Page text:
Going Under the Bell Jar

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Status: Finished  |  Genre: Editorial and Opinion  |  House: Booksie Classic
An essay on themes and styles in Sylvia Plath's 'The Bell Jar.' Written for my 365 day challenge and HELA class.

Submitted: January 06, 2011

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Submitted: January 06, 2011

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Abigail Kahl
January 5, 2011
HELA 10 3
Mrs. Shea
Going Under the Bell Jar
For Esther Greenwood, New York City is a fabulous kingdom complete with flamboyant dresses and delicate cuisine, and she is its princess. After slaving thru her school years- as indecisive about her future as she was diligent in earning one- she is having the world handed to her. After writing her way to the Big Apple for the month, our protagonist is given an array of opportunities, from modeling projects to journaling experiences. Buried in good fortune, Esther finds herself hemorrhaging self-confidence and is in danger of her losses becoming fatal. Rapidly growing numb with apathy, she finds comfort only in the memories that prove she was once capable of feeling. Second-guessing herself replaces her passion for poetry, and her return to a middle-class life only enforces her feelings of inferiority and deepens the wound in her ego. Esther gradually removes herself from the world she can no longer feel for until even eating and sleeping cannot fit under her bell jar. Life has become foreign to her, and her intent is to separate herself from it completely. Only her vehement resolve to end her life remained with her in her glass prison, but the means to fulfill this wish inhabited the outside, as did her courage. As friends and family observed her in her bell jar, gazing out- sometimes with a lust for the end, but usually with an equally frightening indifference, they make their way into the still shrinking space in an attempt to force the girl they once knew back out from under her delusional container. Hospitals served as no asylum for the heroine, nor did an actual asylum. For Esther, the jar was unbreakable.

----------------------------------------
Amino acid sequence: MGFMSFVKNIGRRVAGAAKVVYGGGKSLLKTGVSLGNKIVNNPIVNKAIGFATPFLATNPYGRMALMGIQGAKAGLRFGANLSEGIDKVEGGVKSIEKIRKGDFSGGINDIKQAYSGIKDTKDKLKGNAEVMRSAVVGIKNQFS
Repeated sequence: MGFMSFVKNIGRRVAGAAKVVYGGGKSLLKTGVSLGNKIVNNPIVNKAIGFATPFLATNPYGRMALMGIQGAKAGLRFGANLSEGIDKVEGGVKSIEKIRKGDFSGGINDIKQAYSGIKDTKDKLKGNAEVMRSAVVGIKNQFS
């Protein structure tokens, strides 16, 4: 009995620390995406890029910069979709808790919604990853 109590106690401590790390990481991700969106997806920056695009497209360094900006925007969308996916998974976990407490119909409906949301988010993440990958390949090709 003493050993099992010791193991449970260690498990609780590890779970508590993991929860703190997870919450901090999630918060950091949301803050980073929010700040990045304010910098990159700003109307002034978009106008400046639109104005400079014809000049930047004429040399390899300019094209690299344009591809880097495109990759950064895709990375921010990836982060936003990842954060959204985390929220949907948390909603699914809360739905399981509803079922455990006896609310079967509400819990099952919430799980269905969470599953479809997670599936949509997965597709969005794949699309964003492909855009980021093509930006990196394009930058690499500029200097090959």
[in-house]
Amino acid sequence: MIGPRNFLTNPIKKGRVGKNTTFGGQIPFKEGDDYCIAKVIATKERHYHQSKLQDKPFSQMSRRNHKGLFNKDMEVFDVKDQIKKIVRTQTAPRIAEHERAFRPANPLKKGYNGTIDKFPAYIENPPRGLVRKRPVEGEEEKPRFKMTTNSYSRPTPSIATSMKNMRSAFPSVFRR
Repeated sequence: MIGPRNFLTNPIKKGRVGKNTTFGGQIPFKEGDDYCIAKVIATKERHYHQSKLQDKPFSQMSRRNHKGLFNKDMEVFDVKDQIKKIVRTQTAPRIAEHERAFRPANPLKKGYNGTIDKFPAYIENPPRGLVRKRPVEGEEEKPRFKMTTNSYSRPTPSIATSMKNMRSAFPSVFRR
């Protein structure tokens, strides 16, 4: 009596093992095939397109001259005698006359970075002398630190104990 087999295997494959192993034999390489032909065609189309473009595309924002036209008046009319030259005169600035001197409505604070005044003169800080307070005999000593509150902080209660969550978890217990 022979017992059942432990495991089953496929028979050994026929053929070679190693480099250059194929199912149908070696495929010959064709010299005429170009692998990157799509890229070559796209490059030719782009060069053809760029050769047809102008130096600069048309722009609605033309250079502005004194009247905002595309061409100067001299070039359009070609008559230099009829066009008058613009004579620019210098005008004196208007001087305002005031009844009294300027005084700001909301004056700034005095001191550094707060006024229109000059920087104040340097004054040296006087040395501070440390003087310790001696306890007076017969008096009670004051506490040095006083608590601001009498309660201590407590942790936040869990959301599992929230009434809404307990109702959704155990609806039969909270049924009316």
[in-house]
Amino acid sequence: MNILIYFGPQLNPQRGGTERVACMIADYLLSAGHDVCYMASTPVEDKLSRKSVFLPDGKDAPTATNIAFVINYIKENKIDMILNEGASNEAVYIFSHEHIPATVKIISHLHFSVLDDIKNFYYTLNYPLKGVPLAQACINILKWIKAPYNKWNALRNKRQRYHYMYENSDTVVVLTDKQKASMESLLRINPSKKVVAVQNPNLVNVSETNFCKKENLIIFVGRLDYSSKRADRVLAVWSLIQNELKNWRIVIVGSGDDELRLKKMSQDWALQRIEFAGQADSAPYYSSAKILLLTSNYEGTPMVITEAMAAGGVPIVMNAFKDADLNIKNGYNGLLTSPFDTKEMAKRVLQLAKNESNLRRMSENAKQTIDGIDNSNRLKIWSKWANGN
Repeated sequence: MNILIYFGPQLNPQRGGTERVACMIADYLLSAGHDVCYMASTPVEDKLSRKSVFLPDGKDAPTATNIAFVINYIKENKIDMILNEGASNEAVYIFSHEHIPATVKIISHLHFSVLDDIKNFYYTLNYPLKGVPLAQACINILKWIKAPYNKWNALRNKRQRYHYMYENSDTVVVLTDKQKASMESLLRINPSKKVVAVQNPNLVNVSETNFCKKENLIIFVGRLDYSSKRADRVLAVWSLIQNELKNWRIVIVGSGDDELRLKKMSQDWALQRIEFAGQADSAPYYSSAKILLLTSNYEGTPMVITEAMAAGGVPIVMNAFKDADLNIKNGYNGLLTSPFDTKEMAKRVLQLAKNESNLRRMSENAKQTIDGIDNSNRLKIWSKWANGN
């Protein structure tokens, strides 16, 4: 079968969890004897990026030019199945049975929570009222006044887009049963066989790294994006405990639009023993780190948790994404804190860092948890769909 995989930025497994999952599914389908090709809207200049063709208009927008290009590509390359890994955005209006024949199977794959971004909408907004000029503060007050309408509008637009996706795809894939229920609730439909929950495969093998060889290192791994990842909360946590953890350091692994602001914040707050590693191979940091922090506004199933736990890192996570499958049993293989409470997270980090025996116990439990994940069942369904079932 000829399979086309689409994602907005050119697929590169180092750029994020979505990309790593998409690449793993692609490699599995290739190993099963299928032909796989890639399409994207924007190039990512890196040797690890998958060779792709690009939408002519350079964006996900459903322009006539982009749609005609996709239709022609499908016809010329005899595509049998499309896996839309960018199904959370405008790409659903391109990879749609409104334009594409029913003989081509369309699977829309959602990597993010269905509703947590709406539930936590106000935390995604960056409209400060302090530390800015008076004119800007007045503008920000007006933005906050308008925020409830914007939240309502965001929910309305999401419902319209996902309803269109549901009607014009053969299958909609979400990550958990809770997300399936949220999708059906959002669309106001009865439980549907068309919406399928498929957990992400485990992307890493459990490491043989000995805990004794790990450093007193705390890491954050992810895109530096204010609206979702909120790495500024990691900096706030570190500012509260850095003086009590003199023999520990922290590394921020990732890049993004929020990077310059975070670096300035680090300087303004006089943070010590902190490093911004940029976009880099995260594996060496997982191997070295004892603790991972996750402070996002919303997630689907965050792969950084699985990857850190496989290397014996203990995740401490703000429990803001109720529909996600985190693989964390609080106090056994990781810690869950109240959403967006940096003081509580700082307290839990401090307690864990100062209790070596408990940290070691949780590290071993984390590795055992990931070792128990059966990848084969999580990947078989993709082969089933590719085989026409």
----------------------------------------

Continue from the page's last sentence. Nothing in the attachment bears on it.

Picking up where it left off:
Yet Sylvia Plath, the admitted self-inserting author, somehow managed to craft an engaging story from a time in her life when she felt nothing. She molded an engrossing narrative from complete lack of emotion, carving witty perspective and heart-breaking hopelessness into the tale. Esther’s passive, cynical outlook on everything from losing her hairpiece to losing her virginity make the world seem like a different place- like a scene you can only view thru a window. A world one would only want to view thru a window, as the thought of actually experiencing the harshness of that world is chilling. The reader looks at the world thru Esther’s eyes the way she looked at the world thru her bell jar; with both fear and gratefulness for the inevitable detachment from it.
 
One aspect of life that remained with Esther under her bell jar longer than others was her fascination with sex- specifically with just getting it over with. Her obsession with and her candor when speaking about her sexual activity both show that she did not find the actual act appealing, but rather that her innocence was a burden to her that she wished to release herself from. Perhaps she wondered if the loss of innocence would make her feel again, or else maybe she had to strip herself of that innocence, as she did everything else that made her who she was, before she could fully strip herself of her life.
Esther’s fear of the electric shock therapy she endured was another piece of her humanity that she managed to retain for the majority of the book. This fear and simultaneous hatred might have been influenced not only by the pain the machine caused, but by the fact that acknowledging that pain made her a feeling human being. It is as though Esther has embraced her depression and is encouraging the expulsion of emotion, but the barbaric therapy does not allow her to do so.
 
Likewise, Modernism embraced the differences in humanity, while society was rioting against the changes in our ideas of equality. Esther’s condition confused and disturbed those uninformed, as so many differences have throughout history. Race, beliefs, sexual orientation, and mental state have- and still are- weapons of the ignorant. While the book hardly preached equality, it allowed insight to the world of someone who was, for better or for worse, different. A better understanding of the lives of those with Esther’s disorder can lead, not only to acceptance and eventual equality, but to new ways to rise above the cruel illness we call depression. Whether or not the uses of her perspective were intended as such, or were meant to serve as an outlet- a way to be heard- by Sylvia cannot be known.
 
As someone who has suffered the same ailment, and has defeated it with pride, I admire Esther’s prolonged struggle and Sylvia’s flawless description. 
 
The author’s clever articulation and thought-provoking themes are as captivating as a bell jar, itself. 


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